5(operator), 20(staff), 31(guest)

Access to the wheel group should not be given lightly--it should only be set up for admin accounts which need root access.

The su program only provides on/off access to root privileges, and it requires that all of the administrators know the root password. More fine-grained access is provided by the 'sudo' program, which is installed by default on the VPS v2 platform. Sudo allows admin users to execute a specific set of commands as the root user without the admin user having to know the main root password. Instead, admin users are allowed to run a specific subset of commands with root privileges.

The default VPS v2 configuration of sudo (located in /usr/local/etc/sudoers) includes 2 classes of privileged users:

  • admin users (group wheel): allowed to run admin commands like vadduser and edquota
  • webmasters (group webadmin): allowed to run webserver-specific commands like restart_apache and apachectl

For example, an admin user who wanted to run the vadduser command could do the following:

admin$ sudo vadduser

...and be able to create the new user without having to log in directly as root.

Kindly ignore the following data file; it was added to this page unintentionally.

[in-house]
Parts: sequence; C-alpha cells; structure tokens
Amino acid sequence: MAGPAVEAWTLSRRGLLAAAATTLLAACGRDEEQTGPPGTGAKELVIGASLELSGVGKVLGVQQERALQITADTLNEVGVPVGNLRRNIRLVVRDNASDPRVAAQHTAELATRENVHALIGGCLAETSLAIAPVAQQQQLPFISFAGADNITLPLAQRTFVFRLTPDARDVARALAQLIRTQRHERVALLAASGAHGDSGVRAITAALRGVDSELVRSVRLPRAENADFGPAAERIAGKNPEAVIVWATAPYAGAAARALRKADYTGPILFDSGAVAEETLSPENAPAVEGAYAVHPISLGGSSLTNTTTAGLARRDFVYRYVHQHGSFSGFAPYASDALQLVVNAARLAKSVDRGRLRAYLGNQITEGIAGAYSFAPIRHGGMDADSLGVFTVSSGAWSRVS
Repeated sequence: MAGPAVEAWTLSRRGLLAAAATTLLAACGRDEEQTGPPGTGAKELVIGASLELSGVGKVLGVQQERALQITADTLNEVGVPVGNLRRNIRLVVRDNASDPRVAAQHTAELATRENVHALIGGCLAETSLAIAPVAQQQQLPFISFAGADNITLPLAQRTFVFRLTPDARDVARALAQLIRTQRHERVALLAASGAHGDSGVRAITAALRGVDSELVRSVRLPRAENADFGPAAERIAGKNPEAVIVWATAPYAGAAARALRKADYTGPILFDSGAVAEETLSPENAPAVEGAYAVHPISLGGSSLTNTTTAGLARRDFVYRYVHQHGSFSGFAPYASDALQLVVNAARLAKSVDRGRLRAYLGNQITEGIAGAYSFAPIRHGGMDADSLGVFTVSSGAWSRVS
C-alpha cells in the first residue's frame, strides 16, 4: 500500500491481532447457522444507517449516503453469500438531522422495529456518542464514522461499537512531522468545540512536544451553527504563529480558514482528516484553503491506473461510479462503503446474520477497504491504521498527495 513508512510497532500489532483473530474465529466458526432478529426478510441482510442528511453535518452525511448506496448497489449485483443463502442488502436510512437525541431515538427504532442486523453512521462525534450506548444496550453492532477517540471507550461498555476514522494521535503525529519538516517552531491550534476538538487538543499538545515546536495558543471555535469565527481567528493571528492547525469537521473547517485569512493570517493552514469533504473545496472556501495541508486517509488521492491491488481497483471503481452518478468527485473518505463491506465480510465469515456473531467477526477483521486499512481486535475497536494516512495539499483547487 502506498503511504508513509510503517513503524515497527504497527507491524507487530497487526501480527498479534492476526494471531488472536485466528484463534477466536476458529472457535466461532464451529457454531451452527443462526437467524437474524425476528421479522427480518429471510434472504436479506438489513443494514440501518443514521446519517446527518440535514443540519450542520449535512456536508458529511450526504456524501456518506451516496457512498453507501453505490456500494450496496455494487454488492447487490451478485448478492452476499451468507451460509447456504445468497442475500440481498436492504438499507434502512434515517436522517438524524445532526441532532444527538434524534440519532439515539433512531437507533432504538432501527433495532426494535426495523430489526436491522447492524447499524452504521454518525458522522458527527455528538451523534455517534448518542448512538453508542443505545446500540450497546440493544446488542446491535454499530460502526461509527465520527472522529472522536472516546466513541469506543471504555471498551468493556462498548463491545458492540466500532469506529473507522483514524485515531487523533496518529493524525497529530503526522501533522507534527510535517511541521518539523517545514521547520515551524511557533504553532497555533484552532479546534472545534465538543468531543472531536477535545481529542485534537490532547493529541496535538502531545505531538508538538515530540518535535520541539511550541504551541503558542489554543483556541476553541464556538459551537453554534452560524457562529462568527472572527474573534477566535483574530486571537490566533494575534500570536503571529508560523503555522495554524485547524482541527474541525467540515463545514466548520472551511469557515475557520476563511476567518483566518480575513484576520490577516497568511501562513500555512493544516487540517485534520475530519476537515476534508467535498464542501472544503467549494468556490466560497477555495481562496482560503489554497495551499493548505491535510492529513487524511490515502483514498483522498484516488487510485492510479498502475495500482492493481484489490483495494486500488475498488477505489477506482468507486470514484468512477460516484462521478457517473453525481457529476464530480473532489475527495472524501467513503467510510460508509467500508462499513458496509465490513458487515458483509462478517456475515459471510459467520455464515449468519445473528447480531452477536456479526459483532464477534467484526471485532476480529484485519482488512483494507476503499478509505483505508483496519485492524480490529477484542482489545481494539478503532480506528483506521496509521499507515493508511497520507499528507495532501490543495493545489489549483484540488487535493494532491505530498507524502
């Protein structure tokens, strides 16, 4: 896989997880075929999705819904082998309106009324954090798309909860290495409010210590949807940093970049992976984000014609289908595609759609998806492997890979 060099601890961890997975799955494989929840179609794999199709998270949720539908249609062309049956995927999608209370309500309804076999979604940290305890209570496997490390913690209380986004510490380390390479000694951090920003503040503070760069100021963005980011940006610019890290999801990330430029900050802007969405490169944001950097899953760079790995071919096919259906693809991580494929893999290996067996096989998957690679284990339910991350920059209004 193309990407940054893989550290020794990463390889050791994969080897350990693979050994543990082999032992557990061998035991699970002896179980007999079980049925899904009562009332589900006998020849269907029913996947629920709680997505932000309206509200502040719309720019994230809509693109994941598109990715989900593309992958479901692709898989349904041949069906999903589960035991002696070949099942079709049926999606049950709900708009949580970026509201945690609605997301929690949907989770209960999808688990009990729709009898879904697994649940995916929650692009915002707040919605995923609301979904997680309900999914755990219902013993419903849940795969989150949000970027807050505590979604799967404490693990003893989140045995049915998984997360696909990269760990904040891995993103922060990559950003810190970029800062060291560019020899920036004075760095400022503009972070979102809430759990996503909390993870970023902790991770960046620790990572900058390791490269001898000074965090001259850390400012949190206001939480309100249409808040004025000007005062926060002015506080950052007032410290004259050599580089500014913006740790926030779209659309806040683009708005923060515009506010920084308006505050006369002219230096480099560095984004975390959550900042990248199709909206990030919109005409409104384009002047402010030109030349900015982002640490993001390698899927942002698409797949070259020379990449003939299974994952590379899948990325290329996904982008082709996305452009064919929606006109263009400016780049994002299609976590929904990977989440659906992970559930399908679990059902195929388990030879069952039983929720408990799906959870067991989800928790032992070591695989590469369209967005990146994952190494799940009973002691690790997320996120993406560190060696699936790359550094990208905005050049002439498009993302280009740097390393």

For more details on sudo configuration, see /usr/local/etc/sudoers.sample and the man pages for sudo(8), sudoers(8), and visudo(8).

Method 2: Access via Authorized SSH Keys

In this access method, remote root shell access is available over the network via ssh, but only using an ssh public/private key pair. This limits access to PCs with the private key file installed. Password logins as root are disallowed. Access via admin accounts as described in Method 1 also works alongside this method.

Note: If you are using another client, such as PuTTY or WinSCP, you will need to generate the keys with your SSH client. Please see configuring SSH Keys for instructions.

Here are the steps necessary to configure this method:

  1. Create public/private key pairs

    First, a public/private key pair needs to be created. Here we will document how to do this using OpenSSH (the default ssh version on FreeBSD). Windows SSH clients like SecureCRT can also generate key pairs--please see the client-specific documentation for instructions on creating key pairs.

    As an ordinary user, run this command:

    ssh-keygen -t dsa

    and follow the instructions. This will create two files: the private key, and the public key (the file with the .pub extension). The default values for OpenSSH on FreeBSD are:

    id_dsa (private key) (public key)